As reported in our previous post,

Enrollment at for-profit colleges and trade schools has tripled in the last decade to about 1.8 million, or nearly 10 percent of the nation’s higher education students… This year, federal financing for financial aid is expected to total $145 billion.

Trade school fraud is becoming a major problem.  Far too many unemployed Americans trying to improve their lives by learning a new trade finish school with huge debt and no job prospects.

At Kershaw, Cutter & Ratinoff, we have represented hundreds of students defrauded by for-profit trade schools.  Our clients spent thousands of dollars on their educations and hours of study, only to be left with nothing more than a worthless certificate.  Don’t let this happen to you!  Do your research, read and pass on this list we have composed of specific actions you can take to ensure that you won’t fall prey to fraudulent trade schools.

Whenever dealing with a for-profit trade school, it is important to always remember that these schools are very different than any other school you may have attended in the past.  Unlike a public high school or college, the ultimate goal of these schools is not to provide you with a high quality education.  The number one goal of a profit trade school is just that: profit.  In fact, the president of the largest for-profit institution is paid nearly 25 times the compensation level of the president of Harvard.  Shareholders for these schools have made millions.

Beware of Enrollment Counselors

Most trade schools start the recruitment process by having “enrollment counselors” contact students either in person or on the phone.  These “counselors” will appear to be interested in your career and will provide you with information about the various programs the school offers.  During this process counselor will try to gain your trust and make you believe they are truly interested in helping you with your future.


“Counselors” at for profit trade schools are not really “counselors” who are interested in your well being.  In reality, they are salespeople whose primary goal in the enrollment process is to “close the deal.”  You may not realize this, but enrollment counselors are under immense pressure to “keep their numbers up” and are given enrollment quotas they are required to meet in order to keep their job.  As a result, many of these counselors will say anything to get you in the door and get your student loan money.  They do not care about you or your career, they only care about meeting their numbers and getting your money.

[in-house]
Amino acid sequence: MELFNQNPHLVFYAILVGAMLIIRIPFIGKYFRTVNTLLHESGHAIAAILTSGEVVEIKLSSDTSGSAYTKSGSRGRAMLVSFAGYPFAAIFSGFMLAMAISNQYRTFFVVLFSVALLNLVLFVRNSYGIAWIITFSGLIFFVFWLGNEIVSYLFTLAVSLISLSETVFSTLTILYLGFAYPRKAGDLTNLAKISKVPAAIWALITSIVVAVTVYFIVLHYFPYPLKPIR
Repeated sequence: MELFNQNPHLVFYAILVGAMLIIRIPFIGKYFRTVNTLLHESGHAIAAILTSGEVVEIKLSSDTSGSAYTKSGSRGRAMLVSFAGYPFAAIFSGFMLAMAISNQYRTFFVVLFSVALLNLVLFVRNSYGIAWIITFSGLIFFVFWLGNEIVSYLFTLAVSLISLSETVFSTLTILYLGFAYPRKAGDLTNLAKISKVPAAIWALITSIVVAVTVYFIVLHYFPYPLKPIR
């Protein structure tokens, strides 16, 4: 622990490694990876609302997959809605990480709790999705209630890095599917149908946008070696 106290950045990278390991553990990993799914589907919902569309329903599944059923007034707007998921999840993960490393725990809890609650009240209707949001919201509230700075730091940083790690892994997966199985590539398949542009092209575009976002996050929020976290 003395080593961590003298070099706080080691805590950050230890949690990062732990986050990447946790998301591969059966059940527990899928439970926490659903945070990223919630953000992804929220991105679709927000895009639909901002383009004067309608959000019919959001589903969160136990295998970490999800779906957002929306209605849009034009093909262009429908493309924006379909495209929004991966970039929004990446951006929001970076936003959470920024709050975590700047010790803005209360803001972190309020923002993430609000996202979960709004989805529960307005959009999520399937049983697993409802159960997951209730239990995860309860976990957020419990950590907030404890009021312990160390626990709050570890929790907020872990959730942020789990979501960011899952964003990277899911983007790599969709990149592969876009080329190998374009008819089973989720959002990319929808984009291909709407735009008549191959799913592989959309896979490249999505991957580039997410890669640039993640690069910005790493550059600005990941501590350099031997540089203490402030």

Common misrepresentations include:

  • Misrepresenting the prospects for obtaining employment following graduation;
  • Lying about the potential earnings you can make following graduation;
  • Lying about whether the program is accredited;
  • Misrepresenting just how “difficult” it is to get into their school in order to create the false impression that there is a huge demand for the school.

Never blindly accept anything an enrollment counselor tells you when you are looking at a trade school.  Always independently verify everything they tell you before making an enrollment decision.

Make Sure You Understand Whether Your School Has the Right Accreditation

Whether a trade school has the appropriate accreditation for the career you are seeking is often the source of much confusion for students trying to select a trade school.   The confusion arises because there are two types of accreditation: accreditation for the school as a whole, and accreditation for specific programs within the school.

For example, someone looking for a program in ultrasound technology may come across a trade school that is accredited by the Western Association of Schools and Colleges (“WASC”).  WASC is a regional accrediting body that accredits schools as a whole.  It does not accredit specific programs within the school.  During the enrollment process, you may ask about accreditation and the enrollment counselor will repeatedly assure you that “our school is fully accredited.”

However the fact that a school is accredited as a whole is meaningless if the ultrasound program itself has not obtained the appropriate “program specific” accreditation.  Often times program specific accreditation is critical to obtaining employment following graduation and is a prerequisite to being able to sit for various board or certification exams.  For example, in the area of ultrasound technology, it is almost impossible to obtain employment or sit for the ultrasound board exams unless you graduate from a program that has been specifically accredited by an entity known as CAAHEP.  Accreditation of the school as a whole by WASC means nothing.